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Are You Glad to Be in America? Import


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Audio CD, Import, May 27, 1995
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$42.33
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$42.33 & FREE Shipping. Details Only 1 left in stock (more on the way). Ships from and sold by Amazon.com. Gift-wrap available.

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Product Details

  • Audio CD (May 27, 1995)
  • Original Release Date: 1995
  • Number of Discs: 1
  • Format: Import
  • Label: Disk Union
  • ASIN: B000059NZ1
  • Average Customer Review: 5.0 out of 5 stars  See all reviews (1 customer review)
  • Amazon Best Sellers Rank: #460,907 in Music (See Top 100 in Music)

1. Layout
2. Pressure
3. Interview
4. Jazz Is the Teacher (Funk the Preacher)
5. See-Through
6. Time Out
7. T.V. Blues
8. Light Fyed
9. Revelattion March
10. Are You Gald to Be in America?

Editorial Reviews

Product Description

CD ALBUM

Amazon.com

Guitarist James "Blood" Ulmer has been heard in many contexts, covering Ornette Coleman on the fantastic, muted Music Speaks Louder Than Words, playing gritty soul blues on the aptly monikered Forbidden Blues. But this 1980 set captures Ulmer in all his glory. When hearing this, there's no doubt why Coleman was such a fan. Ulmer compresses the dual rhythms of drummers Ronald Shannon Jackson and G. Calvin Weston just as Coleman has done with his own Prime Time. Here, you also get compressed dual horns, blown alternately by David Murray and Oliver Lake or Murray and Olu Dara. They play strong melodies, a couple of them coming across as faux marches, with Ulmer string-bending his way between notes and then clustering his way through melodies. Murray plays up to the task more than anyone here, squawking and honking as if he fully grasped Ulmer's vortex-like view of jazz, blues, and all points in between. This is crucial work for the guitarist and for jazz in the post-1960s era. --Andrew Bartlett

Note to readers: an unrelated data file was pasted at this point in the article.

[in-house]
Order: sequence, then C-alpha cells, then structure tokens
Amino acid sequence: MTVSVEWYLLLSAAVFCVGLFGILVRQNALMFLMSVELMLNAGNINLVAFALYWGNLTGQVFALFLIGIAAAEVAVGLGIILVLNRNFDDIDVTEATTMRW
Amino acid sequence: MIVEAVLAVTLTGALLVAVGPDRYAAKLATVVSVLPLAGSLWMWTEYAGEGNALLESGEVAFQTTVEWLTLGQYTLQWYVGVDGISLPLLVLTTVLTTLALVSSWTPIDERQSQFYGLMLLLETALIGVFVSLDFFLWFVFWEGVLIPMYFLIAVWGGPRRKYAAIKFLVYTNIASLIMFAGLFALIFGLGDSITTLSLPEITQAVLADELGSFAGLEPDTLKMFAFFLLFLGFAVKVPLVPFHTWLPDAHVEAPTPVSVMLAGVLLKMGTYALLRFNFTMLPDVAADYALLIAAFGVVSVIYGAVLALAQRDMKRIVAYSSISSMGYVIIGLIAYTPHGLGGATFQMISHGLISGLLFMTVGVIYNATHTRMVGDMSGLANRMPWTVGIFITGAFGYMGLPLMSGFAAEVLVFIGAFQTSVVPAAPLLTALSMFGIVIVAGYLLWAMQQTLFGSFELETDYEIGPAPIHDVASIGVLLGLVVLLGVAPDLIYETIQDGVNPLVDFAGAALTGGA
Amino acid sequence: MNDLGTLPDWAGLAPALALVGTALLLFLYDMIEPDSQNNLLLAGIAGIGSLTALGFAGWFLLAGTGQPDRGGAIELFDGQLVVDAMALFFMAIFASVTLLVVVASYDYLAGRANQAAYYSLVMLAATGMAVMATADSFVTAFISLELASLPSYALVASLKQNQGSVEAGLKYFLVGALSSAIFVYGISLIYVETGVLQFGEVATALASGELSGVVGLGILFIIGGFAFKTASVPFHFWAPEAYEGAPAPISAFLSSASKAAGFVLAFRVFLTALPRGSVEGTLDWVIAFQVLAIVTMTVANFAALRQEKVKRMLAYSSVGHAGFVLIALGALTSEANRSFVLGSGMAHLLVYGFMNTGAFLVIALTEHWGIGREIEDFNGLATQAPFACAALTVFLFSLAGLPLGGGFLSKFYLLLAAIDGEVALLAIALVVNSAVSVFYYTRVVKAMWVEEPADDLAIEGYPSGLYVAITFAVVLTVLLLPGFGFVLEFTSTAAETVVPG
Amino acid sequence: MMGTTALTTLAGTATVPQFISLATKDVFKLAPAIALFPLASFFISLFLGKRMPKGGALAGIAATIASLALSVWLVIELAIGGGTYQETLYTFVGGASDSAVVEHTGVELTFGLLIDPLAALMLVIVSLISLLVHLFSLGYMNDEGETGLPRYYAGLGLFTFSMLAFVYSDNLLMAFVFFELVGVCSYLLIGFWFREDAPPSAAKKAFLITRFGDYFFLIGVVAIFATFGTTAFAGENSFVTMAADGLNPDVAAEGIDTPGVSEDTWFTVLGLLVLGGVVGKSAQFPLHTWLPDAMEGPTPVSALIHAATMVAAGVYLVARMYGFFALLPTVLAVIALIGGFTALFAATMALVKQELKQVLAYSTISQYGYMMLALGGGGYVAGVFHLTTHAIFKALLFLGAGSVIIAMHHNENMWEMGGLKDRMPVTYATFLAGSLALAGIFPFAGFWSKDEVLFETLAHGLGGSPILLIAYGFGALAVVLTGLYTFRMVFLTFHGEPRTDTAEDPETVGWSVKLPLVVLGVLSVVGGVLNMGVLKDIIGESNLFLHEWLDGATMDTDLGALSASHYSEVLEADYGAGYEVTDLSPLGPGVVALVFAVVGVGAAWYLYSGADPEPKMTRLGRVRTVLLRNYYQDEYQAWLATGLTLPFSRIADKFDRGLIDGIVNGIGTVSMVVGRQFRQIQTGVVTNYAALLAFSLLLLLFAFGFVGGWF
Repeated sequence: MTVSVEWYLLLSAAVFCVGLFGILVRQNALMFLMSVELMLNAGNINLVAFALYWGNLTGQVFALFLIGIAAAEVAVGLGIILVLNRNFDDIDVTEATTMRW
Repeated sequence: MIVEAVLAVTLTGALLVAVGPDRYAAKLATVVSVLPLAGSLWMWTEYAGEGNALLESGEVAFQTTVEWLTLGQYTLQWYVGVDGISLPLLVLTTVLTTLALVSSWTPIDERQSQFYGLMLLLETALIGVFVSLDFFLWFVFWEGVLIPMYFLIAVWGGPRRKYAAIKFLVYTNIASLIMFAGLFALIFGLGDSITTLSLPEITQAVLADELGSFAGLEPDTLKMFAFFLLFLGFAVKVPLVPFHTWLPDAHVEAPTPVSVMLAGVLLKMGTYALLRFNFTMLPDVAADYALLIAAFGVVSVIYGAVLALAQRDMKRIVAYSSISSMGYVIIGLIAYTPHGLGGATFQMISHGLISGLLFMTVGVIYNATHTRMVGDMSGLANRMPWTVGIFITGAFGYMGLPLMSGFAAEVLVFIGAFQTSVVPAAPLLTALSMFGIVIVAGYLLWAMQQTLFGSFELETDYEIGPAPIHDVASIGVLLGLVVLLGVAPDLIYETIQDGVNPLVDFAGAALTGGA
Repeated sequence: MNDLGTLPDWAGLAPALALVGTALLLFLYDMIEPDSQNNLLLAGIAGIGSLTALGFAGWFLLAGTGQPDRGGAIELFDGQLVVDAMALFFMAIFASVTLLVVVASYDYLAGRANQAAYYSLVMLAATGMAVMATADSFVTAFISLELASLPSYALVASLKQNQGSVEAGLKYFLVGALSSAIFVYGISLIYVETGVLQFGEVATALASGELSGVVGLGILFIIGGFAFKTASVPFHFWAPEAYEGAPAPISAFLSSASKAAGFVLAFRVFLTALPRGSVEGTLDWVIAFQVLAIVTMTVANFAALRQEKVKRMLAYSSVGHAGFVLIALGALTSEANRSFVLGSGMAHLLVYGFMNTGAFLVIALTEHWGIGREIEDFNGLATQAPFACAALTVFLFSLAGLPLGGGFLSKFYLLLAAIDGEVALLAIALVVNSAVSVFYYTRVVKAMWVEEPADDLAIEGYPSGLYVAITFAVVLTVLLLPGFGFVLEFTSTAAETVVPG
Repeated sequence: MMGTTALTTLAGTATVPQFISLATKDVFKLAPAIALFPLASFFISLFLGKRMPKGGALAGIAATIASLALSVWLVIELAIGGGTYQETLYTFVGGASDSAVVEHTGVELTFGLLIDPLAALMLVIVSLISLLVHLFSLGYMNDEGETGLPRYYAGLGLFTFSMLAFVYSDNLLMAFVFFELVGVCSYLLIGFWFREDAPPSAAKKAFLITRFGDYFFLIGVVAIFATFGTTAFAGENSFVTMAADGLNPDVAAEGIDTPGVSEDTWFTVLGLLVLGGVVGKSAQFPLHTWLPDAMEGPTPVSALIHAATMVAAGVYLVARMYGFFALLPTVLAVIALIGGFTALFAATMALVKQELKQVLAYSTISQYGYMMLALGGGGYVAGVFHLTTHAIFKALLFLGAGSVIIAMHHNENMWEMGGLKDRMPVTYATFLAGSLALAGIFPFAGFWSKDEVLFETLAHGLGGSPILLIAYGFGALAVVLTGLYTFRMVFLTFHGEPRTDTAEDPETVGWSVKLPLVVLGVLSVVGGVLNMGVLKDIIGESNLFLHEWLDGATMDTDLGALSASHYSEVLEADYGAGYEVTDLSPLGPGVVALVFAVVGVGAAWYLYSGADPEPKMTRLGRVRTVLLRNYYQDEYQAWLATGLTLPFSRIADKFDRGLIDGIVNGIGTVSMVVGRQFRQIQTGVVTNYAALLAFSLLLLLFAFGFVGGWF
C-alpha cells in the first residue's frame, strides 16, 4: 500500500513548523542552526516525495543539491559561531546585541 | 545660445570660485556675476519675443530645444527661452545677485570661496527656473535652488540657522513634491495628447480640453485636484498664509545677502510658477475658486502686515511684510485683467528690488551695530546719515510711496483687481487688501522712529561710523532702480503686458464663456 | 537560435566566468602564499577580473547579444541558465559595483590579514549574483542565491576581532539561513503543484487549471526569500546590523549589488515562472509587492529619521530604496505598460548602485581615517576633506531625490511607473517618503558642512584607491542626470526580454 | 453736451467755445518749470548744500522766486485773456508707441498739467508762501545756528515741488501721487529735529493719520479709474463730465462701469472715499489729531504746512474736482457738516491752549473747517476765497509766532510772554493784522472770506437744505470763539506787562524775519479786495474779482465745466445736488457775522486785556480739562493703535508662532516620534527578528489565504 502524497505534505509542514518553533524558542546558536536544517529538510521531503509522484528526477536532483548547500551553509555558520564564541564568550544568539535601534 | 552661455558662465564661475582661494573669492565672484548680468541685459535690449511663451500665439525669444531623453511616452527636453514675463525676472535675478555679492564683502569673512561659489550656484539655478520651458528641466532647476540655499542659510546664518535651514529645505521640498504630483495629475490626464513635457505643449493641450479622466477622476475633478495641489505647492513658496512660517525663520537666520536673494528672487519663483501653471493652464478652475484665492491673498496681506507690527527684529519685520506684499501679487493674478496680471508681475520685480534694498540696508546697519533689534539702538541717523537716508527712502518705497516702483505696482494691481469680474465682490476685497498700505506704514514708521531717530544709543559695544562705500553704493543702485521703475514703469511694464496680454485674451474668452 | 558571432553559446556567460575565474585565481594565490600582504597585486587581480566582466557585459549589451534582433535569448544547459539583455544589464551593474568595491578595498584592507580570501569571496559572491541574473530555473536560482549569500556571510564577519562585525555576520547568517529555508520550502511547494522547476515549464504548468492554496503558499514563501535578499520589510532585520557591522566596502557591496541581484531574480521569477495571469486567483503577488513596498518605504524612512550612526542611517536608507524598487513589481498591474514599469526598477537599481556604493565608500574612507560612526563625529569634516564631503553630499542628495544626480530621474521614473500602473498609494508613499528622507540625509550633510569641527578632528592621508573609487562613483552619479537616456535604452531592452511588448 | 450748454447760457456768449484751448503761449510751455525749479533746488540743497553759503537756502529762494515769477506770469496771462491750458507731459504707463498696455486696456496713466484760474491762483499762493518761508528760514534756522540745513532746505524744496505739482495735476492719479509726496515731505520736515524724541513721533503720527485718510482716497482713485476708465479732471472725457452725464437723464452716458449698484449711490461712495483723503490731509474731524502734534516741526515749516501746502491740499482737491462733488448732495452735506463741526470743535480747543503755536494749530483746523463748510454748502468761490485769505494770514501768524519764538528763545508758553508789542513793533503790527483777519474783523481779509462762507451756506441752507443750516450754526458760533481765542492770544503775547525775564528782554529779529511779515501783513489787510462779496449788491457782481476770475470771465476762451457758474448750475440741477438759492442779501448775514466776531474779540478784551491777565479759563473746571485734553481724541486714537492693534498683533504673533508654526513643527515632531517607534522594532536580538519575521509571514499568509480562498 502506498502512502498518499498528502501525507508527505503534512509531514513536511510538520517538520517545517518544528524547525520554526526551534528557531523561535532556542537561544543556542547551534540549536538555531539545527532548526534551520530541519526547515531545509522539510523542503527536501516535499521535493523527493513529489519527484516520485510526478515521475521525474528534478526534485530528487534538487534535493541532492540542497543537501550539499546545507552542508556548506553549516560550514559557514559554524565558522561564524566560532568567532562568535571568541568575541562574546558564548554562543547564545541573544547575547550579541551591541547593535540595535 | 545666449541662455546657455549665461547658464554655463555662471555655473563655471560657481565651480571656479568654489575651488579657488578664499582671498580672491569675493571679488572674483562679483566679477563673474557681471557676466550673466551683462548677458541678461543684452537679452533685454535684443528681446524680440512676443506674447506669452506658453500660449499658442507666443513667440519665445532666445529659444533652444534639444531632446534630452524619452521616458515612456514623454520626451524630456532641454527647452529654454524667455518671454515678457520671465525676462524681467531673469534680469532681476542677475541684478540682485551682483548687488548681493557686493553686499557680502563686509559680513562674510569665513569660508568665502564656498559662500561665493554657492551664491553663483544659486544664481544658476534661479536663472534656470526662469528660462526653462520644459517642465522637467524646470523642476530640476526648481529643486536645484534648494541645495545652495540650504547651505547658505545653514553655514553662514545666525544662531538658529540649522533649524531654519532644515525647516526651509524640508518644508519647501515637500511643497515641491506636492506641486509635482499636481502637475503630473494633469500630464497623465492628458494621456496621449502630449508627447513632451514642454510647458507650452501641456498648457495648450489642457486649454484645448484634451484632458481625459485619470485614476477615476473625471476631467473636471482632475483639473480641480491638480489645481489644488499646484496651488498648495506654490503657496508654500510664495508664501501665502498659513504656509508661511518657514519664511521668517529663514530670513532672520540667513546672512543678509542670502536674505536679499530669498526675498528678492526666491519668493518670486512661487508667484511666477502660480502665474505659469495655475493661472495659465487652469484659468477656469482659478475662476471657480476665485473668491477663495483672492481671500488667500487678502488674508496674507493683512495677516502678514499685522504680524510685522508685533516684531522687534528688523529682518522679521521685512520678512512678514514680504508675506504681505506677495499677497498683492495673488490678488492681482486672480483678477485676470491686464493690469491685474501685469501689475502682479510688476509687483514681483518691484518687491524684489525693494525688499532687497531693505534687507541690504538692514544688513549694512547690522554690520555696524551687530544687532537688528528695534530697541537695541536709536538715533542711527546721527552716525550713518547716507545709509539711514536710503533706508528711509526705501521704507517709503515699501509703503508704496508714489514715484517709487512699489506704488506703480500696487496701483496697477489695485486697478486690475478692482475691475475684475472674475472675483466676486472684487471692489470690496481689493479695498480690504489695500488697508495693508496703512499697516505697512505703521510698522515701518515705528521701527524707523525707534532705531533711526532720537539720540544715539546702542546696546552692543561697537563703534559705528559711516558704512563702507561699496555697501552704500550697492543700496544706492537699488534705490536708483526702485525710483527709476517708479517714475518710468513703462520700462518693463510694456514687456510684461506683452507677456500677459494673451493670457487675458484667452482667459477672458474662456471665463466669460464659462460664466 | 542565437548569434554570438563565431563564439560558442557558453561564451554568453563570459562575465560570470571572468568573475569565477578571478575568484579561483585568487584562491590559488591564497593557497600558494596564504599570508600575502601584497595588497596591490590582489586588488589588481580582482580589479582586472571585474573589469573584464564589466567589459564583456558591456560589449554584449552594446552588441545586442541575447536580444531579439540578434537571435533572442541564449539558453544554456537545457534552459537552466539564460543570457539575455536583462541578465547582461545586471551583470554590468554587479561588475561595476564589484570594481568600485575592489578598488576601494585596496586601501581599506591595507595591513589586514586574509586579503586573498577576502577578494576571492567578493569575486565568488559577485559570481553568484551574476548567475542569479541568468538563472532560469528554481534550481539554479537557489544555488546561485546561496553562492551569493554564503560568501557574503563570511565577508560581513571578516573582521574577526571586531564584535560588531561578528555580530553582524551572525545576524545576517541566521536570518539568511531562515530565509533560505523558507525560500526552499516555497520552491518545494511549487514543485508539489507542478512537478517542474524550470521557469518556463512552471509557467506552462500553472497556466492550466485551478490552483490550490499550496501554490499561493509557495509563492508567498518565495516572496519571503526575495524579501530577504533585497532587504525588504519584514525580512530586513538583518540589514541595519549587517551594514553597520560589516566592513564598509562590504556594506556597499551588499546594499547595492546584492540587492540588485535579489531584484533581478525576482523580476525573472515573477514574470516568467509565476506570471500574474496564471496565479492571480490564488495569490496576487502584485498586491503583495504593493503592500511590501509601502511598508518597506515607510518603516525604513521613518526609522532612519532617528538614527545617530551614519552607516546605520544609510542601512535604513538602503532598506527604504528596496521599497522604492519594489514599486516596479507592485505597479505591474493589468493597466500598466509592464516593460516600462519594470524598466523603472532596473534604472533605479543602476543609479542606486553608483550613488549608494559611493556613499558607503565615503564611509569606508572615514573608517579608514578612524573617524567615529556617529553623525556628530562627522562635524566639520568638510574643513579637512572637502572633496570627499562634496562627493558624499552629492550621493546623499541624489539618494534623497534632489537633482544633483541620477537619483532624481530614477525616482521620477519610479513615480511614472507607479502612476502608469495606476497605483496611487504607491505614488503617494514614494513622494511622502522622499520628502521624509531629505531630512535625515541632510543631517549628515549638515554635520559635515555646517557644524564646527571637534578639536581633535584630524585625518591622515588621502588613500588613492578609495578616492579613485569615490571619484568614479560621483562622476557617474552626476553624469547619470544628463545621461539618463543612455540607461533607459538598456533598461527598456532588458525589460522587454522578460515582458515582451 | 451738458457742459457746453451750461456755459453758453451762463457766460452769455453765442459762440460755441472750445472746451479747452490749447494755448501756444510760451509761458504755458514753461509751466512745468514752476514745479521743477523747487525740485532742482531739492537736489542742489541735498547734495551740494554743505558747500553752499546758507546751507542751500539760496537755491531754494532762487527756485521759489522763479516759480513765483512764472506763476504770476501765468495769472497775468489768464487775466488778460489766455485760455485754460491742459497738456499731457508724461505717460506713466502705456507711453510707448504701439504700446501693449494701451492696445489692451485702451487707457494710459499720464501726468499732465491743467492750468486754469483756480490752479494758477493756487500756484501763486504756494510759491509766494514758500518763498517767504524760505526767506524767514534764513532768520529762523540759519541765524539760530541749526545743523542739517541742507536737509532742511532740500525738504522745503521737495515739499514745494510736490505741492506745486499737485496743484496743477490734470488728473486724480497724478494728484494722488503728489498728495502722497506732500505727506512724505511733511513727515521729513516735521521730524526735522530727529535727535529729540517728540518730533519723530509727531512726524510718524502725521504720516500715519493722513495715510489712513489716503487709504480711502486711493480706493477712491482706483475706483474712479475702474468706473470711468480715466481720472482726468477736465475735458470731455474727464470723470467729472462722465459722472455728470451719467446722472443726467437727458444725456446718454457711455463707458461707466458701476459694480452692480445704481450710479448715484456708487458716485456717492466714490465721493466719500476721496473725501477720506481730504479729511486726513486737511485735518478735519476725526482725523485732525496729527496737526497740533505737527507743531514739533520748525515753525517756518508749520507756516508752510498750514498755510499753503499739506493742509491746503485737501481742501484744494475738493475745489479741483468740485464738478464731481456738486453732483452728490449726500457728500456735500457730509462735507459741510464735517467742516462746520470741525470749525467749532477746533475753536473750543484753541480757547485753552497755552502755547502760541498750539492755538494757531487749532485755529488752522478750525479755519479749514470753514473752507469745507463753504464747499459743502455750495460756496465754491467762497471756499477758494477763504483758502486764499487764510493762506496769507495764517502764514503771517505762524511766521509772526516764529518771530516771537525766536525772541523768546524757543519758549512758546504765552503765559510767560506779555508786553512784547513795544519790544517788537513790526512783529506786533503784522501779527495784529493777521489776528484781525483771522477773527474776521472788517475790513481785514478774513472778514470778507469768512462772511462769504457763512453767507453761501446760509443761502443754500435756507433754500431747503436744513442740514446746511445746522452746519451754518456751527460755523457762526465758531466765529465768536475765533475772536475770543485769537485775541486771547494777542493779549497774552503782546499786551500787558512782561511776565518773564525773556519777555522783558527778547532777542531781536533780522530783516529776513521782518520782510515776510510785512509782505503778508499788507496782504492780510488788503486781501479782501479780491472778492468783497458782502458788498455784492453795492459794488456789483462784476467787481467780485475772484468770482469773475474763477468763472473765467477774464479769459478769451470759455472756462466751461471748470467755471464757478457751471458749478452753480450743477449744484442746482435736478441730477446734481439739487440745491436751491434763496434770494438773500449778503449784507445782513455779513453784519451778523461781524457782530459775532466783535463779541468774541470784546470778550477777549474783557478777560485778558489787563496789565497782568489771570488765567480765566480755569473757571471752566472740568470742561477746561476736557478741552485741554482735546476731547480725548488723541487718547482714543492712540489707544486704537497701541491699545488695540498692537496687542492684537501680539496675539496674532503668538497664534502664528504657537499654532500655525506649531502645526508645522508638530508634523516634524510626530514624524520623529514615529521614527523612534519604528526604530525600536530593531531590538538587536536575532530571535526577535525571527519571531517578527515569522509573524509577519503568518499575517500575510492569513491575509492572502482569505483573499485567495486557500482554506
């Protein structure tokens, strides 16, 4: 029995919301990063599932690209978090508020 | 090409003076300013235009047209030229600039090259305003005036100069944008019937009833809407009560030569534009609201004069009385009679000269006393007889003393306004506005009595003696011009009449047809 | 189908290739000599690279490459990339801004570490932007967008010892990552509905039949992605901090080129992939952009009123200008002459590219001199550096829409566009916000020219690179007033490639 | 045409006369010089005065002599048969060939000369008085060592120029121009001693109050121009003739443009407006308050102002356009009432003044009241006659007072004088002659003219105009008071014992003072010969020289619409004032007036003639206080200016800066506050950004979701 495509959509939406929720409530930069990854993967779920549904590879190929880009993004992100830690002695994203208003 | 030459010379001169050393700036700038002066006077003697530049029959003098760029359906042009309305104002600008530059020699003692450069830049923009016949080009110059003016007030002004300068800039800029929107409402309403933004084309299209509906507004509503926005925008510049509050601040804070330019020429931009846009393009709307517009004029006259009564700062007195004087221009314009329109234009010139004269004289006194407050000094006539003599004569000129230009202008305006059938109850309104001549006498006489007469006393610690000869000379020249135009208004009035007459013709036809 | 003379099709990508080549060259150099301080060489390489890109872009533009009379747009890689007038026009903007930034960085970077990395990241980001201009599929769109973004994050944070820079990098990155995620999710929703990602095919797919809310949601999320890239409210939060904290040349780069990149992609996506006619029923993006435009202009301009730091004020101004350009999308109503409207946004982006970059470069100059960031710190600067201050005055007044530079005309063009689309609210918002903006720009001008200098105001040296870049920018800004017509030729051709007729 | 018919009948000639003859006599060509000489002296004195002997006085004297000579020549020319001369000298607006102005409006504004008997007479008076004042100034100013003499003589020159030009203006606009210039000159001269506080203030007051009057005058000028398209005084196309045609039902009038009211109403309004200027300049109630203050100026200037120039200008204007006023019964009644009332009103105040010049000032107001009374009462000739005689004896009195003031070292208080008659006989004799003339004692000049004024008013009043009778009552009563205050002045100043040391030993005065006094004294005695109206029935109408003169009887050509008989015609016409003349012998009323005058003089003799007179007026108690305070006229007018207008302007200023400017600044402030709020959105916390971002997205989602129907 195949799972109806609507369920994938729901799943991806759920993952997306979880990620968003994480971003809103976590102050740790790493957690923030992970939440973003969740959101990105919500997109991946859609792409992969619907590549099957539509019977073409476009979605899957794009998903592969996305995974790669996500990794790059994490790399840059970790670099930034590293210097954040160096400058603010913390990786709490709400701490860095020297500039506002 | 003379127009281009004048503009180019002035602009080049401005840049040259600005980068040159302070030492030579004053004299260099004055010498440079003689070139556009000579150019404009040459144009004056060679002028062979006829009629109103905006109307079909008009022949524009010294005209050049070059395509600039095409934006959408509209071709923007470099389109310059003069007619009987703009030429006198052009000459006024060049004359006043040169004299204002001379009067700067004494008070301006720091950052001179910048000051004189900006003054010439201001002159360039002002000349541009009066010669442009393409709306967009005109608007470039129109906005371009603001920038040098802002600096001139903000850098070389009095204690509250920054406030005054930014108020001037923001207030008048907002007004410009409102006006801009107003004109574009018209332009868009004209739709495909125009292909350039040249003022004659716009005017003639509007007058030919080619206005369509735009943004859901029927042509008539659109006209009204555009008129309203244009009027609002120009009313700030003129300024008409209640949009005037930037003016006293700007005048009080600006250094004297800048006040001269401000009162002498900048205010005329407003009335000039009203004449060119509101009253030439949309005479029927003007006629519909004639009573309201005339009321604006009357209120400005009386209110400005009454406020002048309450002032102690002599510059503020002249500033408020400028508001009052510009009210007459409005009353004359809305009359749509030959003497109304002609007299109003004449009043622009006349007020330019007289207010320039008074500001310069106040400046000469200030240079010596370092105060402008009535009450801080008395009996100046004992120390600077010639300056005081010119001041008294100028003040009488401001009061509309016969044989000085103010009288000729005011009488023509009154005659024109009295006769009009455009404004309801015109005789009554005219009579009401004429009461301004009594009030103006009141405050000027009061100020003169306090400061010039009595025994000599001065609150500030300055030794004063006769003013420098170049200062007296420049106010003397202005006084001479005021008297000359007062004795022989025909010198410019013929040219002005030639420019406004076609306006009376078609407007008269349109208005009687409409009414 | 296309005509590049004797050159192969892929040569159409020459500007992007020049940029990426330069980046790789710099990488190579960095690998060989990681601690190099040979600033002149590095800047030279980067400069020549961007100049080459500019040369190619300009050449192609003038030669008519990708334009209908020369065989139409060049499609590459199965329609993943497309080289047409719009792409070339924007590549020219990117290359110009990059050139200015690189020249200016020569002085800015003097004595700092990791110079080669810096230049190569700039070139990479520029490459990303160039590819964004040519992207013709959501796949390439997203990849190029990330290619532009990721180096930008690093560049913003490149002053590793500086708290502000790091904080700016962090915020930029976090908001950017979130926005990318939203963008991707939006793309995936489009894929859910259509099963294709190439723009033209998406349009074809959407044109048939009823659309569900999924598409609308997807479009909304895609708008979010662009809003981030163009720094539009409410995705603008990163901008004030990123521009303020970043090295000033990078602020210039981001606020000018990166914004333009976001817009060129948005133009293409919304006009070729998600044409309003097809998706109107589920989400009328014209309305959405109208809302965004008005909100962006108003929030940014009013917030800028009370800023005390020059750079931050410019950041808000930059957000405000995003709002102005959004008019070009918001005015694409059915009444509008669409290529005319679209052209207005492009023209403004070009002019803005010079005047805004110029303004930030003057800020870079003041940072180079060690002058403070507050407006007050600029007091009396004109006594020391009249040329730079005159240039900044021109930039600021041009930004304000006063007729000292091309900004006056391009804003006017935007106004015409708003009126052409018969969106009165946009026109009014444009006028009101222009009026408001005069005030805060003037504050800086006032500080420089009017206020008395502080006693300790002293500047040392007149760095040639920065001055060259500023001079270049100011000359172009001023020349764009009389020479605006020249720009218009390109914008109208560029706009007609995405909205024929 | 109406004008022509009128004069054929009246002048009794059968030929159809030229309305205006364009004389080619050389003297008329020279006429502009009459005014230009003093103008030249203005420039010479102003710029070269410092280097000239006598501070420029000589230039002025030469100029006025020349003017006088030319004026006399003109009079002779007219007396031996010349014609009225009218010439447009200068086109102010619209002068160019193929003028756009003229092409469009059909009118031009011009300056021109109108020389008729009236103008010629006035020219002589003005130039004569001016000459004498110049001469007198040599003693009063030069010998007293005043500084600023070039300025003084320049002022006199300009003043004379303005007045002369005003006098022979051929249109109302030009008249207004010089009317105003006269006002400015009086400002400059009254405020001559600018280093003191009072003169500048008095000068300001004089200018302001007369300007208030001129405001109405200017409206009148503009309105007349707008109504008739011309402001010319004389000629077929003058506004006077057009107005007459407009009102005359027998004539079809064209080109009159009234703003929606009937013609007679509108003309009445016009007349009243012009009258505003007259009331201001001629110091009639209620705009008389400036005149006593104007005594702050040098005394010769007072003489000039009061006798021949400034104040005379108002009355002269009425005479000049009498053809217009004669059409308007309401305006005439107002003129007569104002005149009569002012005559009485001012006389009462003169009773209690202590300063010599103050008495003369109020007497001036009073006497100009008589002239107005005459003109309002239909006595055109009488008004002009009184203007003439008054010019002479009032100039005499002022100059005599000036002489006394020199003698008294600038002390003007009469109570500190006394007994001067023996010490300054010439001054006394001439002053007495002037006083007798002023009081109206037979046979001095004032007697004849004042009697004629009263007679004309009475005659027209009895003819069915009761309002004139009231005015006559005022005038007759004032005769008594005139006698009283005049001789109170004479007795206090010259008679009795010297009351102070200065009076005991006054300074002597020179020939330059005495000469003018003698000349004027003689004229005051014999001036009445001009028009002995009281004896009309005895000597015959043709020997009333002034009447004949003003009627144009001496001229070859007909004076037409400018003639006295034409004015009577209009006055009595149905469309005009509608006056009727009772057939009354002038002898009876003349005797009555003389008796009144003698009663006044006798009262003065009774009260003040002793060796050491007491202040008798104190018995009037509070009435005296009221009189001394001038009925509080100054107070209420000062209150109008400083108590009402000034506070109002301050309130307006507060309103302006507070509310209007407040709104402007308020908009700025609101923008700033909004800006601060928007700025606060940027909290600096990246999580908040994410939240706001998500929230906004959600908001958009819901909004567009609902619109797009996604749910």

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Most Helpful Customer Reviews

3 of 3 people found the following review helpful By Johnny Hodges on November 19, 2012
Format: Audio CD Verified Purchase
There seems to be a peak moment in most artists' recordings where it all comes together: where the artist still has yet to fall into a formula, where the power of youth meets maturity of expression, where the speakers ooze the excitement of original creation. The Stones' "Exile on Main Street", the Duke Ellington orchestra during the Blanton/Webster era, the Miles Davis & John Coltrane alliance come to mind.

This 1978 recording was made a couple of years after the classic "Tales of Captain Black" with Ornette Coleman. By '78, JBU had absorbed and applied the Harmolodic Principle laid down by his mentor, and was beginning to incorporate his roadhouse rock, church, and blues influences from his early career. All of these elements come together in a perfectly balanced and blended fashion. He would go on to emphasize each of these elements in his later projects, Third Rail for funk, Blues Experience for R&B, Music Revelation Ensemble for free jazz, and some strictly blues releases. For this amalgam, he gathered an awesome all-star cast, many of whom would work with his smaller ensembles, into his biggest band: Amin Ali on bass, Ronald Shannon Jackson & Grant Calvin Weston (either of whom can kick up a percussive storm by themselves) on drums, Olu Dara on cornet, Oliver Lake on alto, and David Murray on tenor. Wow!

Hard to describe this music to the uninitiated; its truly unique. If you have a few of Blood offerings already, your going to feel quite at home with the sound, and might be encouraged to seek some Blood of a different type from the category your familiar with.

DIW (Japan) has done us a great service in resurrecting this long out of print CD. The sound quality, typical of DIW, is scary good. All the better to hear the details, my dear.
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